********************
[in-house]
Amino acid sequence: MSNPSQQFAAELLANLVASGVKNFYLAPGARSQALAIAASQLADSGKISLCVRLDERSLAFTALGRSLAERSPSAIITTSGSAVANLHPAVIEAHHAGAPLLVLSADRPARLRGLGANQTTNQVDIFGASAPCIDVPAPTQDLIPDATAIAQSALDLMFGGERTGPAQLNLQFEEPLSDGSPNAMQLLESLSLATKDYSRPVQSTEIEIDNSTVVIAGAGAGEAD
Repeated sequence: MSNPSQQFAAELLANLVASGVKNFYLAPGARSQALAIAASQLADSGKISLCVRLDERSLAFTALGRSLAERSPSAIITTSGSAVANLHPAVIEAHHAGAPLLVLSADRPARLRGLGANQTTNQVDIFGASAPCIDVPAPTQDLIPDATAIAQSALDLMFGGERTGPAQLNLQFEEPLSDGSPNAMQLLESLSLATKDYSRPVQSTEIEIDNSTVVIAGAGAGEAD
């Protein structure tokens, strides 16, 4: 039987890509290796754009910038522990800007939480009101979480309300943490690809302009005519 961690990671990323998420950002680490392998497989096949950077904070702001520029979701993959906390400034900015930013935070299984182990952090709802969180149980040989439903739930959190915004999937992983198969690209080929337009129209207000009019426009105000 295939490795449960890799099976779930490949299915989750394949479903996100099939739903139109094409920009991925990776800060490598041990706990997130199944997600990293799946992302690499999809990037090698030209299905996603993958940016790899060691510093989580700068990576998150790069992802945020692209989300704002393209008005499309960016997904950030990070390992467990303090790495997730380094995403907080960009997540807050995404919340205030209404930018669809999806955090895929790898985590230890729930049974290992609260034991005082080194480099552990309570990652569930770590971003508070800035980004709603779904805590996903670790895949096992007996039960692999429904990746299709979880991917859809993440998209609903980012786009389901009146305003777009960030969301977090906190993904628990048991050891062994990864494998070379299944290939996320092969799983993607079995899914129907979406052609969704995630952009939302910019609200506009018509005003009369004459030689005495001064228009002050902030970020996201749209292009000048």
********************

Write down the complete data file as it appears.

[in-house]
Amino acid sequence: MSNPSQQFAAELLANLVASGVKNFYLAPGARSQALAIAASQLADSGKISLCVRLDERSLAFTALGRSLAERSPSAIITTSGSAVANLHPAVIEAHHAGAPLLVLSADRPARLRGLGANQTTNQVDIFGASAPCIDVPAPTQDLIPDATAIAQSALDLMFGGERTGPAQLNLQFEEPLSDGSPNAMQLLESLSLATKDYSRPVQSTEIEIDNSTVVIAGAGAGEAD
Repeated sequence: MSNPSQQFAAELLANLVASGVKNFYLAPGARSQALAIAASQLADSGKISLCVRLDERSLAFTALGRSLAERSPSAIITTSGSAVANLHPAVIEAHHAGAPLLVLSADRPARLRGLGANQTTNQVDIFGASAPCIDVPAPTQDLIPDATAIAQSALDLMFGGERTGPAQLNLQFEEPLSDGSPNAMQLLESLSLATKDYSRPVQSTEIEIDNSTVVIAGAGAGEAD
């Protein structure tokens, strides 16, 4: 039987890509290796754009910038522990800007939480009101979480309300943490690809302009005519 961690990671990323998420950002680490392998497989096949950077904070702001520029979701993959906390400034900015930013935070299984182990952090709802969180149980040989439903739930959190915004999937992983198969690209080929337009129209207000009019426009105000 295939490795449960890799099976779930490949299915989750394949479903996100099939739903139109094409920009991925990776800060490598041990706990997130199944997600990293799946992302690499999809990037090698030209299905996603993958940016790899060691510093989580700068990576998150790069992802945020692209989300704002393209008005499309960016997904950030990070390992467990303090790495997730380094995403907080960009997540807050995404919340205030209404930018669809999806955090895929790898985590230890729930049974290992609260034991005082080194480099552990309570990652569930770590971003508070800035980004709603779904805590996903670790895949096992007996039960692999429904990746299709979880991917859809993440998209609903980012786009389901009146305003777009960030969301977090906190993904628990048991050891062994990864494998070379299944290939996320092969799983993607079995899914129907979406052609969704995630952009939302910019609200506009018509005003009369004459030689005495001064228009002050902030970020996201749209292009000048």